As we pass the anniversary of the first coronavirus lockdown in Ireland, the novelty of staying at home has surely worn off for most of us. The things we used to use to relax, like keeping up with our favourite Netflix show or chatting to friends on social media, have now become tainted with monotony as they become indicative of forcing ourselves to have a break from screen time with more screen time. These activities have become as much a part of keeping ourselves healthy as wearing a mask, and as everything feels so drawn into what I have come to call the corona-vortex, an unlikely hero has emerged: the humble board game.
Regression to a more comfortable time has become the tendency du jour. Apparently I’m not the only one who impulse-bought roller-skates, as iNews reports “a pandemic boom” in “life on wheels”. I’m also certainly not the only one to have dug out their 2007 Nintendo DS when faced with pandemic-prompted existential dread. But as we usher in yet another era of life in lockdown after what seemed like the longest year in history, the new throwback entertainment parvenu could be as close as a Smyths Toys order away.
“Perhaps the best solution to working out your lockdown-inflated angst over which flatmate is meant to be taking out the bins is best released fictionally.”
Role-playing games, abbreviated to RPG games in the board game community, such as Cluedo and Dungeons & Dragons, are particularly popular. The allure of adopting alternative personas with whoever you are living with is irresistible, especially after the intensity of months confined with these same people. Perhaps the best solution to working out your lockdown-inflated angst over which flatmate is meant to be taking out the bins is best released fictionally, as Professor Plum with a lead pipe in the billiard room. Dungeons & Dragons takes this a step further, acting as the perfect form of escapism. During a time when our lives and the world around us feel out of our control, the ability not only to take on a character but also to create one from scratch offers a sense of autonomy that appears to be lacking. The imaginative and creative quality of the game also opens up this feeling of possibility.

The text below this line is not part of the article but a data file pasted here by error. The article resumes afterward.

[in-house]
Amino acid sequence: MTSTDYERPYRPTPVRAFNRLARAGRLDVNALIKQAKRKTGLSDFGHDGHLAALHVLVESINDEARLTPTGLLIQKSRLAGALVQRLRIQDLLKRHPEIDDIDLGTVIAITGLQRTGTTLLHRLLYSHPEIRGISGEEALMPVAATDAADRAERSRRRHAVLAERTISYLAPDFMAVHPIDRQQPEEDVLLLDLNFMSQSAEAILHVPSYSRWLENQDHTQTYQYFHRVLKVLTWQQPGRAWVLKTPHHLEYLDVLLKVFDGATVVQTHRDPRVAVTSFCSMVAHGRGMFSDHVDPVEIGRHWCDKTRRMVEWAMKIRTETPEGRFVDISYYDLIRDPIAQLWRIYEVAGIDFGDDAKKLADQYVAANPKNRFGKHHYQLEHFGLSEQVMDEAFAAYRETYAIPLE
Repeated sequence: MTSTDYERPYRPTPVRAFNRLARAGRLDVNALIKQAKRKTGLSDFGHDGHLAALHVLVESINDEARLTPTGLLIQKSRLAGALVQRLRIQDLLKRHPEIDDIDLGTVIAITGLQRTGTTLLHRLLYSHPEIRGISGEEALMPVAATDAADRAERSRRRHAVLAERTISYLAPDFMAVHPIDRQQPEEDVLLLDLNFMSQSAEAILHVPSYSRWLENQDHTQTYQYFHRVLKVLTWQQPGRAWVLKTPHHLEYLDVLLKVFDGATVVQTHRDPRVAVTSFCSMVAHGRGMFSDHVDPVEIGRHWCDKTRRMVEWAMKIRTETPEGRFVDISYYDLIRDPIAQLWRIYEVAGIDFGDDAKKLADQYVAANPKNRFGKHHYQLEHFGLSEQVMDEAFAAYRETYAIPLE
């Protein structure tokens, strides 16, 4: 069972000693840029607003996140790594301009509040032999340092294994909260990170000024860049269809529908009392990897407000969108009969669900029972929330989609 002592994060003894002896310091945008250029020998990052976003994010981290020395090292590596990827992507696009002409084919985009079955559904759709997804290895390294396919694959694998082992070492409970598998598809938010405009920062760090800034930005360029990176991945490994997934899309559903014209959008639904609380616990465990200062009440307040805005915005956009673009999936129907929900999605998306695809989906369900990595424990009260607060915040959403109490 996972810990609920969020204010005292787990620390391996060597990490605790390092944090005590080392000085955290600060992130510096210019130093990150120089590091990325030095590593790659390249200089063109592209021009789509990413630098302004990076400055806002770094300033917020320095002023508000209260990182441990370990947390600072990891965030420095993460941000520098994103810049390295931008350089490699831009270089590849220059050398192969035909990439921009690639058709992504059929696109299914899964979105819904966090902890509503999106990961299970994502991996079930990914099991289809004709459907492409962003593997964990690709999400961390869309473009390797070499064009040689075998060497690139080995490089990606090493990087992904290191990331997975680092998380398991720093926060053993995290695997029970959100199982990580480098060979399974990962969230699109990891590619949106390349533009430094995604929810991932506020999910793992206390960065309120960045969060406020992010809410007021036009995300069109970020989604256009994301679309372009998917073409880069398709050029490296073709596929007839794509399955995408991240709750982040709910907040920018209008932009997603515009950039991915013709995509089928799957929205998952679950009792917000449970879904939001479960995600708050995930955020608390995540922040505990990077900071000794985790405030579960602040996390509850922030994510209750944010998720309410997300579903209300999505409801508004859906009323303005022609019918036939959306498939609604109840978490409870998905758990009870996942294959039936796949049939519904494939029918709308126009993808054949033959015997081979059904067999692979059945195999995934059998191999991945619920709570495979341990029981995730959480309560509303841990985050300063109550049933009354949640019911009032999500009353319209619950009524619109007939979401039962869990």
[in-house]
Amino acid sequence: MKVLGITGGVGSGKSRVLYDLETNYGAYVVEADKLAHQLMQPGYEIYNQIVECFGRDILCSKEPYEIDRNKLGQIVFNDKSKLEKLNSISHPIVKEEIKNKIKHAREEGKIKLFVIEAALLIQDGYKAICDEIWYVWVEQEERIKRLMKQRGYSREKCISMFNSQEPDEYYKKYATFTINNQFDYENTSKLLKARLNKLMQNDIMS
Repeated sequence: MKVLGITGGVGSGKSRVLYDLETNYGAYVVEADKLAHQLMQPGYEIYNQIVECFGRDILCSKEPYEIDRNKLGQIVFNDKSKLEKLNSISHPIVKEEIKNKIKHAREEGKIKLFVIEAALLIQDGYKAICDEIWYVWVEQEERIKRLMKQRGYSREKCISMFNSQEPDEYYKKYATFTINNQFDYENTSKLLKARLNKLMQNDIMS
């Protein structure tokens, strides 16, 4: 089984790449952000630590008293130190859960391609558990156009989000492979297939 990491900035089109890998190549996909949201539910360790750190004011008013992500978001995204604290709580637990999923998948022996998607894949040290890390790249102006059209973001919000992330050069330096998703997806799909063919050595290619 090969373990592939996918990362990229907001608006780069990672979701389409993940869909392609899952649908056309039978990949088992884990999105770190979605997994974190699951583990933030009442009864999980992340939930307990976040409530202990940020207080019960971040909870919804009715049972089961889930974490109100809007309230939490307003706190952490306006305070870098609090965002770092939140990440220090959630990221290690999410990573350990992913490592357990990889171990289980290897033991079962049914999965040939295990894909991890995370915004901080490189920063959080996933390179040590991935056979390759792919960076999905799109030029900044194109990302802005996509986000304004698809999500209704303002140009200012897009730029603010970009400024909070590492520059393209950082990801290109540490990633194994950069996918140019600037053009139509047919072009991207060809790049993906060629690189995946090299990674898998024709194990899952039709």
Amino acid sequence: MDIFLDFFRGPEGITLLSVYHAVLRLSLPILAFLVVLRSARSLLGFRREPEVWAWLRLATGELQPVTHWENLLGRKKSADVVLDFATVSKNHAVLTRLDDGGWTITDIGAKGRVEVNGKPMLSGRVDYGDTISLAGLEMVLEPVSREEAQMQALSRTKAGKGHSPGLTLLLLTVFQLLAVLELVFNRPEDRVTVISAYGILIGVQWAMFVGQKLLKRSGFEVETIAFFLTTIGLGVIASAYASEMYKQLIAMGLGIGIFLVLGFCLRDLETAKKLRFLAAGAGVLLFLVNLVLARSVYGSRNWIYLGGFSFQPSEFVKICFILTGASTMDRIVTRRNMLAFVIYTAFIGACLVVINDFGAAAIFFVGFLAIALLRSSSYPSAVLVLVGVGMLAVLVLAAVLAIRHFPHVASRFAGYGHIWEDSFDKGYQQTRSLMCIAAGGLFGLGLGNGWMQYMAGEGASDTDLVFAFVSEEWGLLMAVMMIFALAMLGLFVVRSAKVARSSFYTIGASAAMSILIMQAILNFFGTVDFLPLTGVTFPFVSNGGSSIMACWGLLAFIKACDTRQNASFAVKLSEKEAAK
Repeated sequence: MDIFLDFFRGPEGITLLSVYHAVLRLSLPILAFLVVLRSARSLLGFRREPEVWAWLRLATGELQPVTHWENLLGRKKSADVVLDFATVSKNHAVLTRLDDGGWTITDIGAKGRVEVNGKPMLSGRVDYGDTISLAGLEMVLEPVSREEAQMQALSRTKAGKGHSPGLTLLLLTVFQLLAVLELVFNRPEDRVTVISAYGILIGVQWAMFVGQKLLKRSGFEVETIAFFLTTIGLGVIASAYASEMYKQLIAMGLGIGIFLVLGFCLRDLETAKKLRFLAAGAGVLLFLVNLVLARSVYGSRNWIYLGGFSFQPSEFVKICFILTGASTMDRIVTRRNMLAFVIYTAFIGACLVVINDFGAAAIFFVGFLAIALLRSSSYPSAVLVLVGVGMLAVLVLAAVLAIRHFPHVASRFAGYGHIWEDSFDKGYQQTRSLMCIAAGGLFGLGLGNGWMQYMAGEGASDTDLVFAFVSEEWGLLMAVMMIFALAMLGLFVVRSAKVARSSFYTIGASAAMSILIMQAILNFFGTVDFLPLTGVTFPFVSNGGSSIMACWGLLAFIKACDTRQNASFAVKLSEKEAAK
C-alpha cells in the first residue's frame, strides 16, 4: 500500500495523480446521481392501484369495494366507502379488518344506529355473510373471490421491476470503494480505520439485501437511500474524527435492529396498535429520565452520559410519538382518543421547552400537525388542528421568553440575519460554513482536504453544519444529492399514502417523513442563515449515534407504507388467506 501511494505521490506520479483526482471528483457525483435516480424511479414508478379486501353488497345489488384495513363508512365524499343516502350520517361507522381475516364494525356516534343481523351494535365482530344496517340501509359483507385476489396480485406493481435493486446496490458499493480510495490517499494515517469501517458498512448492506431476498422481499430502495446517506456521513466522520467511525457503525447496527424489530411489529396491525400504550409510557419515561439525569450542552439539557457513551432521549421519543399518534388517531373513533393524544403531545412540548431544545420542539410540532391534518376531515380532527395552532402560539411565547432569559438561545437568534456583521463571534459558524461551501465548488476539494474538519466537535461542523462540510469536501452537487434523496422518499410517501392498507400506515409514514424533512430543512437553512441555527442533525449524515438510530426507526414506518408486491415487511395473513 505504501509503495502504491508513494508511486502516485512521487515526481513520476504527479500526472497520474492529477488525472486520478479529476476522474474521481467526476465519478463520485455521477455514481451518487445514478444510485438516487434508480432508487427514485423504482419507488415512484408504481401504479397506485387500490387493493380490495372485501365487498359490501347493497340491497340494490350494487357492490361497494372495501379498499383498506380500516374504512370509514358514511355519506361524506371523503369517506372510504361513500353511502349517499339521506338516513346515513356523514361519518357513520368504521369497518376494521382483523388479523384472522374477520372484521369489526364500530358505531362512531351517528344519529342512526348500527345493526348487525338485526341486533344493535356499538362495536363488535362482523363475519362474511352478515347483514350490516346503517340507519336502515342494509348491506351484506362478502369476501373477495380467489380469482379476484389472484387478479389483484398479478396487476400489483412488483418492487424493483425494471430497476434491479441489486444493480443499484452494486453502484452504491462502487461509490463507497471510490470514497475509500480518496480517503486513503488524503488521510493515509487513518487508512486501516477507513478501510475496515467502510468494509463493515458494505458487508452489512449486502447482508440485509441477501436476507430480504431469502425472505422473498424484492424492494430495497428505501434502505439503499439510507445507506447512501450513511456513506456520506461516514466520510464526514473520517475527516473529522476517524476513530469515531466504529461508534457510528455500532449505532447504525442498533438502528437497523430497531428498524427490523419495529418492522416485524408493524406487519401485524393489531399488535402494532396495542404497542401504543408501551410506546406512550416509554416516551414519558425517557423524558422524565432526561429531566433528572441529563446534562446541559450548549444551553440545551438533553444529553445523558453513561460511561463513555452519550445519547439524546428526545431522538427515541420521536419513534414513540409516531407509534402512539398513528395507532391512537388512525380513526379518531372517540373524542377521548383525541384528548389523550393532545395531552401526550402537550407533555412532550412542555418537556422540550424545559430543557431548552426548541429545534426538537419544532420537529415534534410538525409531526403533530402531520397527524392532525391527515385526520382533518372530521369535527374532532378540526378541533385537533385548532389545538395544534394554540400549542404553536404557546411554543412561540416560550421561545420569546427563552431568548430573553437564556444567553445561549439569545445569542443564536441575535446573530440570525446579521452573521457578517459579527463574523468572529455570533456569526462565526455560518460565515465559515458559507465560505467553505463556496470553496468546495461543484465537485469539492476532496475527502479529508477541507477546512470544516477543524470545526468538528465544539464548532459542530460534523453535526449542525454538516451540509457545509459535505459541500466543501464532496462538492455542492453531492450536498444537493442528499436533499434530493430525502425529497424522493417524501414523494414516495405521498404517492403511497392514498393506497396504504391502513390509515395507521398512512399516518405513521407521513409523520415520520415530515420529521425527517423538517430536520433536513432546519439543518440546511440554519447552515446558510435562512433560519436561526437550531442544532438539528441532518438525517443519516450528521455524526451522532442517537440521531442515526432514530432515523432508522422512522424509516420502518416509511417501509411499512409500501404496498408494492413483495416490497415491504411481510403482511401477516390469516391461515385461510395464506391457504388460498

If a newfound TikTok addiction has reduced your attention span, you could also opt for classic games that don’t last as long and feel a little more active, like Uno or Bop It. These games offer a chance to raise your heart rate outside of your weekly—sometimes monthly—YouTube HIIT workout, and become incredibly competitive as cards are slammed down and you respond a little too enthusiastically to the robotic command to “pull it!” Although Twister can end up lasting a little longer, it is another fun way to get physical while playing games with your flatmates or family. The general consensus may be that getting even closer to the people you’re living with is not preferential for everyone. But Twister could be a nice way to have some tactile comfort outside of the now-routine tearful hug post-Covid announcement, even if it is just from reaching over someone to “right hand, yellow”. These games are great, especially as a fun way to kick off Friday night drinks in the kitchen. These games can even be adapted to involve drinking directly too, with the winner giving out a sip, for example.
But if you’re looking for a change of pace, as even a kitchen disco now has an element of the qua-routine, why not make the board game the event of the evening with something like The Game of Life or Monopoly? These board games that have a little more longevity give a sense of escapism that feels less transitory than a quick card game. As one first year student mused, “games that last longer are better [in lockdown]. There’s more time having fun with your friends.”